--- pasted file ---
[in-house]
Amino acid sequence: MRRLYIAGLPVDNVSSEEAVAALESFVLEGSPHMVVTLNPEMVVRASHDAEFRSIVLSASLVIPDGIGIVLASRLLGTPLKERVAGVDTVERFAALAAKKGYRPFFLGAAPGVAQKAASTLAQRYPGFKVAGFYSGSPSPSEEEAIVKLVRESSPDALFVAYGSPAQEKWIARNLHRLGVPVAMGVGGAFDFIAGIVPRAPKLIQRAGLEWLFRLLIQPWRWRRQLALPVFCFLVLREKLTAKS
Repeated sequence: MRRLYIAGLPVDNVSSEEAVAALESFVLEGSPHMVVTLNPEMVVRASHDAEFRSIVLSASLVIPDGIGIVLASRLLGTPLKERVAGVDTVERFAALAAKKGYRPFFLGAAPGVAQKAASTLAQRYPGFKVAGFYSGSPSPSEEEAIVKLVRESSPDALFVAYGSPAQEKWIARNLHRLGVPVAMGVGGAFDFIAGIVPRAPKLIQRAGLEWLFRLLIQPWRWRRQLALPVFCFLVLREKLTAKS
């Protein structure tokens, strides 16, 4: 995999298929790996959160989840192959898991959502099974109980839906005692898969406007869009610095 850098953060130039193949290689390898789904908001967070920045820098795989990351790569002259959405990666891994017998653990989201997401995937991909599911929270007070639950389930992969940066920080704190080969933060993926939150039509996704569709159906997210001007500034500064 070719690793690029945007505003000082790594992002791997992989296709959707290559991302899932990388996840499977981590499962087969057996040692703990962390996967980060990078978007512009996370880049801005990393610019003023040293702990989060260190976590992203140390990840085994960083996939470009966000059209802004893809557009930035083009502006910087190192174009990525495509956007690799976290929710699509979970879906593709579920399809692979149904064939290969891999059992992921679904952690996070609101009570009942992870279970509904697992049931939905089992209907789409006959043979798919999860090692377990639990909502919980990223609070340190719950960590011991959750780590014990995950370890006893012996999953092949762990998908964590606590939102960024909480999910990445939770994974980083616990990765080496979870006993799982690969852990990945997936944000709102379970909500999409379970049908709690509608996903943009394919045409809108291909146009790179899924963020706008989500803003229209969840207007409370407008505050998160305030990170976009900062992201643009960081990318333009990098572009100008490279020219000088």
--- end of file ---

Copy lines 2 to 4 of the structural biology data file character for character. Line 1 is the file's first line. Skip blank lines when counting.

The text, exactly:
Amino acid sequence: MRRLYIAGLPVDNVSSEEAVAALESFVLEGSPHMVVTLNPEMVVRASHDAEFRSIVLSASLVIPDGIGIVLASRLLGTPLKERVAGVDTVERFAALAAKKGYRPFFLGAAPGVAQKAASTLAQRYPGFKVAGFYSGSPSPSEEEAIVKLVRESSPDALFVAYGSPAQEKWIARNLHRLGVPVAMGVGGAFDFIAGIVPRAPKLIQRAGLEWLFRLLIQPWRWRRQLALPVFCFLVLREKLTAKS
Repeated sequence: MRRLYIAGLPVDNVSSEEAVAALESFVLEGSPHMVVTLNPEMVVRASHDAEFRSIVLSASLVIPDGIGIVLASRLLGTPLKERVAGVDTVERFAALAAKKGYRPFFLGAAPGVAQKAASTLAQRYPGFKVAGFYSGSPSPSEEEAIVKLVRESSPDALFVAYGSPAQEKWIARNLHRLGVPVAMGVGGAFDFIAGIVPRAPKLIQRAGLEWLFRLLIQPWRWRRQLALPVFCFLVLREKLTAKS
């Protein structure tokens, strides 16, 4: 995999298929790996959160989840192959898991959502099974109980839906005692898969406007869009610095 850098953060130039193949290689390898789904908001967070920045820098795989990351790569002259959405990666891994017998653990989201997401995937991909599911929270007070639950389930992969940066920080704190080969933060993926939150039509996704569709159906997210001007500034500064 070719690793690029945007505003000082790594992002791997992989296709959707290559991302899932990388996840499977981590499962087969057996040692703990962390996967980060990078978007512009996370880049801005990393610019003023040293702990989060260190976590992203140390990840085994960083996939470009966000059209802004893809557009930035083009502006910087190192174009990525495509956007690799976290929710699509979970879906593709579920399809692979149904064939290969891999059992992921679904952690996070609101009570009942992870279970509904697992049931939905089992209907789409006959043979798919999860090692377990639990909502919980990223609070340190719950960590011991959750780590014990995950370890006893012996999953092949762990998908964590606590939102960024909480999910990445939770994974980083616990990765080496979870006993799982690969852990990945997936944000709102379970909500999409379970049908709690509608996903943009394919045409809108291909146009790179899924963020706008989500803003229209969840207007409370407008505050998160305030990170976009900062992201643009960081990318333009990098572009100008490279020219000088």